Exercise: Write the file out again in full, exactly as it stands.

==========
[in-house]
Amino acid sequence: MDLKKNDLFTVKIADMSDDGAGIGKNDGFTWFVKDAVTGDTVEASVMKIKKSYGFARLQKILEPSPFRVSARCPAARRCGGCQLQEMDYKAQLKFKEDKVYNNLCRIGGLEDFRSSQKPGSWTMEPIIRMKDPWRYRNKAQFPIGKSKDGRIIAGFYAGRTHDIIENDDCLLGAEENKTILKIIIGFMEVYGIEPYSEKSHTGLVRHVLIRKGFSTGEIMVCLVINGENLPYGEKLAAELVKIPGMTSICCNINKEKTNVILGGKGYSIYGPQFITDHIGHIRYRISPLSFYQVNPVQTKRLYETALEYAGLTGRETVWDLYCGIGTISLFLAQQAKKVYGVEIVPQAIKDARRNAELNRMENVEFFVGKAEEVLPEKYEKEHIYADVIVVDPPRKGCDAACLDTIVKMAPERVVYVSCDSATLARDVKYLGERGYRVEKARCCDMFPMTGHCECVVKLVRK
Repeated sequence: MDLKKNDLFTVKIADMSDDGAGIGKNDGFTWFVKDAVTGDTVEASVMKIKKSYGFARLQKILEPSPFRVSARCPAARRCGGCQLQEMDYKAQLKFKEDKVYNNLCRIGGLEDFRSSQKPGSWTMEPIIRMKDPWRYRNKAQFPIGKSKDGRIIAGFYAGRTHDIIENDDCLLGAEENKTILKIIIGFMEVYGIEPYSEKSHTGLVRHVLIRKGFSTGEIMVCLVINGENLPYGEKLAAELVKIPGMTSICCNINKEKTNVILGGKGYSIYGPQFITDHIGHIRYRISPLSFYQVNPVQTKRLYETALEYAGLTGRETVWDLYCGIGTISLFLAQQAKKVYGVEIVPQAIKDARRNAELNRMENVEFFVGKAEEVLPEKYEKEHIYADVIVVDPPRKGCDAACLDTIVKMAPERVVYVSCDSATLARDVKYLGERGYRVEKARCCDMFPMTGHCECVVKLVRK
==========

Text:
[in-house]
Amino acid sequence: MDLKKNDLFTVKIADMSDDGAGIGKNDGFTWFVKDAVTGDTVEASVMKIKKSYGFARLQKILEPSPFRVSARCPAARRCGGCQLQEMDYKAQLKFKEDKVYNNLCRIGGLEDFRSSQKPGSWTMEPIIRMKDPWRYRNKAQFPIGKSKDGRIIAGFYAGRTHDIIENDDCLLGAEENKTILKIIIGFMEVYGIEPYSEKSHTGLVRHVLIRKGFSTGEIMVCLVINGENLPYGEKLAAELVKIPGMTSICCNINKEKTNVILGGKGYSIYGPQFITDHIGHIRYRISPLSFYQVNPVQTKRLYETALEYAGLTGRETVWDLYCGIGTISLFLAQQAKKVYGVEIVPQAIKDARRNAELNRMENVEFFVGKAEEVLPEKYEKEHIYADVIVVDPPRKGCDAACLDTIVKMAPERVVYVSCDSATLARDVKYLGERGYRVEKARCCDMFPMTGHCECVVKLVRK
Repeated sequence: MDLKKNDLFTVKIADMSDDGAGIGKNDGFTWFVKDAVTGDTVEASVMKIKKSYGFARLQKILEPSPFRVSARCPAARRCGGCQLQEMDYKAQLKFKEDKVYNNLCRIGGLEDFRSSQKPGSWTMEPIIRMKDPWRYRNKAQFPIGKSKDGRIIAGFYAGRTHDIIENDDCLLGAEENKTILKIIIGFMEVYGIEPYSEKSHTGLVRHVLIRKGFSTGEIMVCLVINGENLPYGEKLAAELVKIPGMTSICCNINKEKTNVILGGKGYSIYGPQFITDHIGHIRYRISPLSFYQVNPVQTKRLYETALEYAGLTGRETVWDLYCGIGTISLFLAQQAKKVYGVEIVPQAIKDARRNAELNRMENVEFFVGKAEEVLPEKYEKEHIYADVIVVDPPRKGCDAACLDTIVKMAPERVVYVSCDSATLARDVKYLGERGYRVEKARCCDMFPMTGHCECVVKLVRK